Parsnip

What other names is Parsnip known by?

Chirivía, Grand Chervis, Panais, Parsnip Herb, Parsnip Root, Pastenade, Pastinaca sativa, Pastinacae Herba, Pastinacae Radix, Racine-Blanche.

What is Parsnip?

Parsnip is a plant. The parts that grow above the ground and the root are used to make medicine.

People take parsnip for digestion problems, kidney disorders, fever, pain, and fluid retention.

Insufficient Evidence to Rate Effectiveness for...

  • Digestion problems.
  • Kidney disorders.
  • Fever.
  • Pain.
  • Fluid retention.
  • Other conditions.
More evidence is needed to rate the effectiveness of parsnip for these uses.

How does Parsnip work?

There isn't enough information to know how parsnip might work as a medicine.

Are there safety concerns?

There isn't enough information to know if parsnip is safe when taken by mouth.

When used on the skin, parsnip can cause the skin to become extra sensitive to the sun. Wear sunblock and protective clothing outside, especially if you are light-skinned.

Special Precautions & Warnings:

Pregnancy and breast-feeding: Not enough is known about the use of parsnip during pregnancy and breast-feeding. Stay on the safe side and avoid use.

Dosing considerations for Parsnip.

The appropriate dose of parsnip depends on several factors such as the user's age, health, and several other conditions. At this time there is not enough scientific information to determine an appropriate range of doses for parsnip. Keep in mind that natural products are not always necessarily safe and dosages can be important. Be sure to follow relevant directions on product labels and consult your pharmacist or physician or other healthcare professional before using.

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Next to red peppers, you can get the most vitamin C from ________________. See Answer

Natural Medicines Comprehensive Database rates effectiveness based on scientific evidence according to the following scale: Effective, Likely Effective, Possibly Effective, Possibly Ineffective, Likely Ineffective, and Insufficient Evidence to Rate (detailed description of each of the ratings).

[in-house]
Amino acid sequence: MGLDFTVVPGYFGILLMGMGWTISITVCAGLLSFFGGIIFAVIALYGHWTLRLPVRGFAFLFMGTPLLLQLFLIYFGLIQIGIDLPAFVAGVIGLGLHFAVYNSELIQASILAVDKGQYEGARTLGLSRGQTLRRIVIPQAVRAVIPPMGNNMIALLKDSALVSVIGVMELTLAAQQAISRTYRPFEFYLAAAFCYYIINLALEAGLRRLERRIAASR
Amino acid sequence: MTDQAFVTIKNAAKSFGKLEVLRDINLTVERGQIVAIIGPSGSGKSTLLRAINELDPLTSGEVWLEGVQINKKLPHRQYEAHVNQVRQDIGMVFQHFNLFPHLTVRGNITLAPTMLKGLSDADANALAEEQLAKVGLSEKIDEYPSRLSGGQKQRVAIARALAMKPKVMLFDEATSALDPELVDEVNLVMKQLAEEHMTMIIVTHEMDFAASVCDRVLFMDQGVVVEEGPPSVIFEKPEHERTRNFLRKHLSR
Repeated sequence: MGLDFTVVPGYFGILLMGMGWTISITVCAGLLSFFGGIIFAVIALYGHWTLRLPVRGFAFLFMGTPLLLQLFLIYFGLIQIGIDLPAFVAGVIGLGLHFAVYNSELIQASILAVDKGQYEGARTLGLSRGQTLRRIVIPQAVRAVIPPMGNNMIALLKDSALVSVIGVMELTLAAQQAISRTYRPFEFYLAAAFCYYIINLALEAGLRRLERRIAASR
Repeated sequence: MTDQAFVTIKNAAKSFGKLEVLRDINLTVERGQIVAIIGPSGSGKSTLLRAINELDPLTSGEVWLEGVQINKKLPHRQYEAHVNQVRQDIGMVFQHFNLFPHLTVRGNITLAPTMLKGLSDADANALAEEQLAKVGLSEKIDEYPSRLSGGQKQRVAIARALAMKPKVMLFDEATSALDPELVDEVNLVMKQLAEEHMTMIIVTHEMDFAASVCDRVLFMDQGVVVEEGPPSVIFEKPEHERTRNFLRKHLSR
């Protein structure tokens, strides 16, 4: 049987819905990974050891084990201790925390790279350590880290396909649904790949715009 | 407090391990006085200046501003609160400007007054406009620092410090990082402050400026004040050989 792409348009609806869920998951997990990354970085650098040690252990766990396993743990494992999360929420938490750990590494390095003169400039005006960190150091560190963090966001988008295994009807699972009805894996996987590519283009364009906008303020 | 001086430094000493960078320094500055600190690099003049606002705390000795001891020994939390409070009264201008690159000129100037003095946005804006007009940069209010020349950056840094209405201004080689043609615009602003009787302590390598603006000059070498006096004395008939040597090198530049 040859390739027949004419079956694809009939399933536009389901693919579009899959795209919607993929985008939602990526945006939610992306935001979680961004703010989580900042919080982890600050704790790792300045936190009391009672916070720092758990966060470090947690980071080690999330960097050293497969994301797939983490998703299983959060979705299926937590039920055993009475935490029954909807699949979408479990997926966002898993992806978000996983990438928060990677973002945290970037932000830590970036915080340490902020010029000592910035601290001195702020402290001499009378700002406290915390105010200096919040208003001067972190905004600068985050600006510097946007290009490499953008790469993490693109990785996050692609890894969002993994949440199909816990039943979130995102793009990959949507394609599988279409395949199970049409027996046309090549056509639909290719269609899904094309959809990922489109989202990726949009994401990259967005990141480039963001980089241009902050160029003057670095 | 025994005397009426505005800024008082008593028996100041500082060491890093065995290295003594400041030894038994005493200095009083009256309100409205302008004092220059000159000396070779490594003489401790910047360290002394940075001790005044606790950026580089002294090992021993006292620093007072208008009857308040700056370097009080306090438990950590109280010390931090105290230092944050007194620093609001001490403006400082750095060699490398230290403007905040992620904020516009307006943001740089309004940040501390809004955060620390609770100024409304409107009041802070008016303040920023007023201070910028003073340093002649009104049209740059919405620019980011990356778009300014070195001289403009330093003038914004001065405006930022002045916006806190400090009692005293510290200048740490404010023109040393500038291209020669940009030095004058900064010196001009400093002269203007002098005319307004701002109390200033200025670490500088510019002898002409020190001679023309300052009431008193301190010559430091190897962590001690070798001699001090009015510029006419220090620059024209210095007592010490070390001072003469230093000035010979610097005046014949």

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Reviewed on 9/17/2019
References

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Poljacki, M., Paravina, M., Jovanovic, M., Subotic, M., and Duran, V. [Contact allergic dermatitis caused by plants]. Med Pregl. 1993;46(9-10):371-375. View abstract.

Zidorn, C., Johrer, K., Ganzera, M., Schubert, B., Sigmund, E. M., Mader, J., Greil, R., Ellmerer, E. P., and Stuppner, H. Polyacetylenes from the Apiaceae vegetables carrot, celery, fennel, parsley, and parsnip and their cytotoxic activities. J Agric.Food Chem. 4-6-2005;53(7):2518-2523. View abstract.

Aberer, W. Occupational dermatitis from organically grown parsnip (Pastinaca sativa L.). Contact Dermatitis 1992;26(1):62. View abstract.

Bang, Pedersen N. and Pla Arles, U. B. Phototoxic reaction to parsnip and UV-A sunbed. Contact Dermatitis 1998;39(2):97. View abstract.

Gral N, Beani JC, Bonnot D, et al. [Plasma levels of psoralens after celery ingestion]. Ann Dermatol Venereol 1993;120:599-603. View abstract.

Ivie GW, Holt DL, Ivey MC. Natural toxicants in human foods: psoralens in raw and cooked parsnip root. Science 1981;213:909-10.. View abstract.

Lutchman, L., Inyang, V., and Hodgkinson, D. Phytophotodermatitis associated with parsnip picking. J.Accid.Emerg.Med. 1999;16(6):453-454. View abstract.

Poniecka, H. [Plants as the cause of contact allergy diagnosed at the Dermatological Clinic, Medical Academy, in Bialystok]. Przegl.Dermatol 1990;77(4):262-265. View abstract.

Quickenden, T. I. and Creamer, J. I. A study of common interferences with the forensic luminol test for blood. Luminescence. 2001;16(4):295-298. View abstract.

Vinokurov, G. I. [On dermatitis caused by the sweet parsnip plant]. Voen.Med.Zh. 1965;7:67-69. View abstract.